Have you seen it? Have you seen the video from the marketing agency in Canada asking its citizens to tell America why it’s great? I thought it had to be a sham. My normally trusting nature became skeptical. Then I watched the video. I looked into the eyes of those Canadians, and I thought, “They like us! They really like us!”
Which brings up two questions I need to ponder. One, why does it matter? And two, can’t someone just do something nice? Does there always have to be an ulterior motive?
OK, so technically, I’m pondering three questions.
To answer the first one, “Why does it matter?,” I’d say it doesn’t. Just like in junior high, we don’t need people to like us. We can go about our day with our nose to the ground and a chip on our shoulder and survive just fine. But what a miserable existence. It’s way more fun to be surrounded by friends.
As to the second and third questions, well, I’m a little embarrassed that my initial reaction was to be cautious and distrustful of the whole “Tell America It’s Great” campaign. I’m the kindness lady! I love kindness! I believe in kindness! What has happened to me? Maybe the same thing has happened to you. We’re all just a little wary of anything that feels political these days.
The bottom line for me is this: If anyone anywhere thinks America is great, it’s because of you. It’s because of the actions of individual people. Individuals who build and design and fight for justice and act with kindness in their own neighborhoods are the ones who make up the cities and states and countries of which we can be proud.
It starts with just one person. Like the person who found a wallet and turned it in and made a huge impression on our north-of-the-border neighbor, Juliet, who just happened to be visiting from Canada. She was so touched that she sent me this letter, hoping to thank the anonymous do-gooder.
“On Aug. 15, a few family members and I drove down to Grand Forks for the day. When we were leaving, I was getting gas at the Holiday station on 32nd Avenue. It seems that I inadvertently put my wallet on the roof of my truck.
“When we were finished getting gas, I drove back in the direction of Dollar Tree looking for a mailbox. I cut through the parking lot by Old Navy. Somewhere by the Target/Best Buy stores, the wallet must have fallen off. I didn’t realize it until we got home to Winnipeg.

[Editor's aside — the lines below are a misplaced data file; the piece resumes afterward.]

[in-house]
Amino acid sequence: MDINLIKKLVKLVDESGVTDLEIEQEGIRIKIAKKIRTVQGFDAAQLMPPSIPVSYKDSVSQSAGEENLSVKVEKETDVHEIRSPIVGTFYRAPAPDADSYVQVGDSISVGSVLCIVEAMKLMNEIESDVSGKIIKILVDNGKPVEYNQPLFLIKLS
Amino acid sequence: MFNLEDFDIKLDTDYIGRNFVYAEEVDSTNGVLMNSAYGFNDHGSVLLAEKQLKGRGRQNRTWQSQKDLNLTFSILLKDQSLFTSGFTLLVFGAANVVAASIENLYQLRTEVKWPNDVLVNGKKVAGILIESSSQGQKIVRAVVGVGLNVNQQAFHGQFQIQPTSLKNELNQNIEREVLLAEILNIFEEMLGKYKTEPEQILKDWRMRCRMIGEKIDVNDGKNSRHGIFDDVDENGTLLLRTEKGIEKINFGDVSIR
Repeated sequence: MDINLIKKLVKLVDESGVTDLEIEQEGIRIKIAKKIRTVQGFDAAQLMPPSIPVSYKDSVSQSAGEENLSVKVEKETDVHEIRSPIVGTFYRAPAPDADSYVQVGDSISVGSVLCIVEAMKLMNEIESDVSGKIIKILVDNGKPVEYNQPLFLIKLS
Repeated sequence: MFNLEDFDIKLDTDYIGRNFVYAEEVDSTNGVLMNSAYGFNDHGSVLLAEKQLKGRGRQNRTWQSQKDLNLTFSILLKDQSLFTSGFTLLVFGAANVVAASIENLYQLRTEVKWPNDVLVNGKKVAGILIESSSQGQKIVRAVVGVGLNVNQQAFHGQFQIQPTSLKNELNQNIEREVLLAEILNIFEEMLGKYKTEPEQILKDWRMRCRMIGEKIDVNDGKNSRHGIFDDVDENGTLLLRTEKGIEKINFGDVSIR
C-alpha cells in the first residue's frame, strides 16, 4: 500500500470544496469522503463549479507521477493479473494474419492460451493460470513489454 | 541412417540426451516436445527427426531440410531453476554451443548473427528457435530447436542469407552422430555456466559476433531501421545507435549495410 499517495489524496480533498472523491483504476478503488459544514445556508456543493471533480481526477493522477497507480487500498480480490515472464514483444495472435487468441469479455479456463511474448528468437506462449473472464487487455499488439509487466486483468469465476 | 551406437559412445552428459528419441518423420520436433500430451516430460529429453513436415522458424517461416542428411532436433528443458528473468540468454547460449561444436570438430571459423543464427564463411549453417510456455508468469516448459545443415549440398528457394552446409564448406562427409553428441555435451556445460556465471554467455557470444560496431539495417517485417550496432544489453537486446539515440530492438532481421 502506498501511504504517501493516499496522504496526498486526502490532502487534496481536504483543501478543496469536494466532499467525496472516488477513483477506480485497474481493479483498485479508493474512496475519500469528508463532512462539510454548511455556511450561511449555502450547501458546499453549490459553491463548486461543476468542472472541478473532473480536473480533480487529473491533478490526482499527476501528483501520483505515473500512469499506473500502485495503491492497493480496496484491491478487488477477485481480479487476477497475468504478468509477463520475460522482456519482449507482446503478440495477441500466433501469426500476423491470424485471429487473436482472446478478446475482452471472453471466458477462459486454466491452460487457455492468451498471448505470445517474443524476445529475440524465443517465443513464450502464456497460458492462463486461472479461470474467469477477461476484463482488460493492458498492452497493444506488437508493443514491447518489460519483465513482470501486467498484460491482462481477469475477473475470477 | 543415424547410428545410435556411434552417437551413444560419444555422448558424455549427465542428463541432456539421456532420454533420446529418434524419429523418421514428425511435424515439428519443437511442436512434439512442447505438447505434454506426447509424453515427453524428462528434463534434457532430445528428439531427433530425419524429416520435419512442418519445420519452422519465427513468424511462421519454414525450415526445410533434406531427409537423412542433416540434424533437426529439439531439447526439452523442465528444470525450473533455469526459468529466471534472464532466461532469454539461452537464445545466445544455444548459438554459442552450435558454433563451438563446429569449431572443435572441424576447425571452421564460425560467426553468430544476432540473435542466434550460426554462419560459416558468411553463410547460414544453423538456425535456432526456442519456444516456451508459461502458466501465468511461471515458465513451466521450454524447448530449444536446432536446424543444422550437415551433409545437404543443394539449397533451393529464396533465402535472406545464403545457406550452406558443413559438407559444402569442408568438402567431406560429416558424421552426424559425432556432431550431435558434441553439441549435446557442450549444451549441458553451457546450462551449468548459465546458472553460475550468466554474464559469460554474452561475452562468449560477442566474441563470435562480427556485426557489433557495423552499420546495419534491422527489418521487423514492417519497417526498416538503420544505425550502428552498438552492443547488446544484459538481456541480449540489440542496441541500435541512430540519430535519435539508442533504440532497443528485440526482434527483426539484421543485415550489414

“I was beside myself for days. Somehow, in my heart, I thought someone who was down there from Winnipeg would find it, bring it back here and put it in our mailbox.
“But I got one better!
“Exactly two weeks later, we received a letter in the mail from the Grand Forks Police Department, saying that my wallet was turned in and the contents were itemized. The money, credit cards and my citizenship card were all there. I was ecstatic! It’s at least a 15-minute drive from where it was found to the police station. The fact that someone took the time to take it to the station, in tact, makes me want to cry for joy! Even as I’m typing this, I’m choking up.
“I wish I could send that person a card or somehow let them know just how deeply I appreciate their kindness. On Sept. 9, my husband and I drove down and picked up my wallet and had a great afternoon of shopping, dinner, an overnight stay and a smooth ride home.
“There’s not a day that goes by that I don’t think about that person. I’ve prayed repeatedly that God would hugely and abundantly bless them. Thank you for letting me share this with you! I’m so overwhelmed still!”
If Canadians think America is great, it’s because of people who do the right thing even when know one is watching. Based on Juliet’s letter and her determination to express her gratitude, I’d say Canadians are pretty great, too. Watch the Tell America it’s Great video and learn more about the kindness movement at www.tellamericaitsgreat.com.
Please continue to share your stories of kindness with me at firstname.lastname@example.org. Or send a letter to Kindness is Contagious c/o Nicole J. Phillips, The Forum, 101 5th St. N., Box 2020, Fargo, ND 58107.
Nicole J. Phillips is a former television anchor for Fox News in Fargo. She is a writer, speaker and mother of three kids. Nicole is married to Ohio University’s men’s head basketball coach Saul Phillips. Her column runs every Saturday. You can visit Nicole at nicolejphillips.com.